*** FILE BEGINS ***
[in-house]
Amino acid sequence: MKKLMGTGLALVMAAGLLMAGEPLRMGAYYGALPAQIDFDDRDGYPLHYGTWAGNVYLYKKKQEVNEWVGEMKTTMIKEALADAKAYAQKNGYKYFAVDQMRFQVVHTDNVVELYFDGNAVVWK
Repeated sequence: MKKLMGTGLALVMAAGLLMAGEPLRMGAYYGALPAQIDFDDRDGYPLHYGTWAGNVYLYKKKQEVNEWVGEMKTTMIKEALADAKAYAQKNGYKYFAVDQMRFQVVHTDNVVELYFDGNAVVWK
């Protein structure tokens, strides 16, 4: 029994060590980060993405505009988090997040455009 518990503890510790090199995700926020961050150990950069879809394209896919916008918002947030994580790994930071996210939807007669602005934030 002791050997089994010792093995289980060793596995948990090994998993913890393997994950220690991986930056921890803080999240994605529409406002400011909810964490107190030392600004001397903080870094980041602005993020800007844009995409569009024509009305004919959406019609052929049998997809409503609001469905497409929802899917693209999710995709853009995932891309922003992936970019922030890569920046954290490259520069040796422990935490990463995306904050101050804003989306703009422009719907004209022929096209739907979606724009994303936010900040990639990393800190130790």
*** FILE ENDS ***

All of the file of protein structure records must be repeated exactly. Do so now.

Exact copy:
[in-house]
Amino acid sequence: MKKLMGTGLALVMAAGLLMAGEPLRMGAYYGALPAQIDFDDRDGYPLHYGTWAGNVYLYKKKQEVNEWVGEMKTTMIKEALADAKAYAQKNGYKYFAVDQMRFQVVHTDNVVELYFDGNAVVWK
Repeated sequence: MKKLMGTGLALVMAAGLLMAGEPLRMGAYYGALPAQIDFDDRDGYPLHYGTWAGNVYLYKKKQEVNEWVGEMKTTMIKEALADAKAYAQKNGYKYFAVDQMRFQVVHTDNVVELYFDGNAVVWK
């Protein structure tokens, strides 16, 4: 029994060590980060993405505009988090997040455009 518990503890510790090199995700926020961050150990950069879809394209896919916008918002947030994580790994930071996210939807007669602005934030 002791050997089994010792093995289980060793596995948990090994998993913890393997994950220690991986930056921890803080999240994605529409406002400011909810964490107190030392600004001397903080870094980041602005993020800007844009995409569009024509009305004919959406019609052929049998997809409503609001469905497409929802899917693209999710995709853009995932891309922003992936970019922030890569920046954290490259520069040796422990935490990463995306904050101050804003989306703009422009719907004209022929096209739907979606724009994303936010900040990639990393800190130790």